The company on Thursday reported a loss of $151 million in its third quarter, or 48 cents per shares. Losses, adjusted for one-time gains and costs, were 52 cents per share, which is a nickel better than analysts had expected, according to a survey by Zacks Investment Research.

Revenue of $2.73 billion fell short of Wall Street expectations of $2.81 billion.

Shares of J.C. Penney Co. tumbled 10 percent before the opening bell, to $1.10.

Schwan’s Co. Sold to South Korean Company For $1.8B

A food distributor with deep roots in Minnesota has been sold to South Korea’s largest food company.

The Schwan’s Co. is well known for home deliveries made by its gold trucks. The companies released a statement Thursday saying CJ CheilJedang will pay $1.8 billion for an 80 percent stake in Schwan’s and gain control of its businesses that serve restaurants, grocery stores and other retailers.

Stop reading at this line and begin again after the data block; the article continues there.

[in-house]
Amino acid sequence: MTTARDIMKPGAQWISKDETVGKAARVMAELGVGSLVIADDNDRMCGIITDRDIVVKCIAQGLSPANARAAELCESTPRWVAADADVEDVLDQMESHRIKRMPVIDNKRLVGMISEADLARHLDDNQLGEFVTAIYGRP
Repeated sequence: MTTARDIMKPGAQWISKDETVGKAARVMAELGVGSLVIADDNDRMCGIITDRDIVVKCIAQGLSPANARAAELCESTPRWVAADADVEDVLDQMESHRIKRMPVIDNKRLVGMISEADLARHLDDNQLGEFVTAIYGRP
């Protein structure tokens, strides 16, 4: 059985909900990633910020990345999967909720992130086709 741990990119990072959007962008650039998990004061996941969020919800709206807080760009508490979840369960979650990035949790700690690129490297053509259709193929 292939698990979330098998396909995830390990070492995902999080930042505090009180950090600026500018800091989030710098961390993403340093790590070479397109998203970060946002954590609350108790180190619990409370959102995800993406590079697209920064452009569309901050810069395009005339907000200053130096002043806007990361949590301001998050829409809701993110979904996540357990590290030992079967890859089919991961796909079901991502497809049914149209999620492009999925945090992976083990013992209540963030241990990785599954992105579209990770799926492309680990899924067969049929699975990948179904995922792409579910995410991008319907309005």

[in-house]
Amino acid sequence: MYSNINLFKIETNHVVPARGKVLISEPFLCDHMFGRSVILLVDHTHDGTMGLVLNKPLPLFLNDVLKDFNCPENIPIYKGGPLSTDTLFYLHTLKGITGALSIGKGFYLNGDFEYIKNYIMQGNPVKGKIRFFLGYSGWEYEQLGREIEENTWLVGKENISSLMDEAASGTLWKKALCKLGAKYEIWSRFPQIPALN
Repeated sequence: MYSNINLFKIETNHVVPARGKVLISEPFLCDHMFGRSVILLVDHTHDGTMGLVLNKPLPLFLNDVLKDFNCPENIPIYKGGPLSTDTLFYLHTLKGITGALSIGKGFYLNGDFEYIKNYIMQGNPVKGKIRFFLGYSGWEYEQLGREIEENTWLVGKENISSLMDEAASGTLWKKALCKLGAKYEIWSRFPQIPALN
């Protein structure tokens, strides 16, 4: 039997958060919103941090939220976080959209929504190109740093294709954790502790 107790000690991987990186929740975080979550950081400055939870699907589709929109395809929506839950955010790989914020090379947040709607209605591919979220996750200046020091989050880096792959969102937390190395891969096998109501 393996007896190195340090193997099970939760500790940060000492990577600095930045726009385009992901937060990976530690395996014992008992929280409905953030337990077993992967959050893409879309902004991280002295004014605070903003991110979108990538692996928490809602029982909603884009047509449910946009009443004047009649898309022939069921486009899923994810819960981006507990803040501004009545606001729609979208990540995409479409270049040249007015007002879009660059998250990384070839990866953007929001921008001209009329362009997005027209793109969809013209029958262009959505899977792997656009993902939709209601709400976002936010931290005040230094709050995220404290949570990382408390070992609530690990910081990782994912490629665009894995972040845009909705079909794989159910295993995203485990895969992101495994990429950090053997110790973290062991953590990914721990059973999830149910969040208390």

The Schwan family will retain 20 percent ownership in the businesses being sold to CJCJ. The family will keep 100 percent ownership of Schwan’s Home Service Inc., the home-delivery business that Marvin Schwan began in Marshall in 1952.

The companies say Schwan’s will keep its name and its Minnesota offices in Bloomington and in Marshall. Schwan’s CEO Dimitrios Smyrnios will continue to lead the company.

Chinese Automaker Zotye Plans to Sell Vehicles in US in 2020

Chinese automaker Zotye Auto said it plans to start selling vehicles in the United States in 2020.

Zotye said it will work with an American partner, HAAH Automotive Holdings. The companies said Wednesday the first model for the U.S. market will be an SUV but gave no details.

Zotye joins Chinese automakers that have announced ambitions to enter the U.S. market. The privately owned company headquartered in Hangzhou, southwest of Shanghai, also is developing electric vehicles with Ford Motor Co. for the China market.

General Motors Co. and Sweden’s Volvo Cars export Chinese-made vehicles to the United States. China’s BYD Auto sells battery-powered buses to U.S. transit companies.

Other Chinese brands have announced U.S. sales plans but have struggled to meet safety and emissions standards.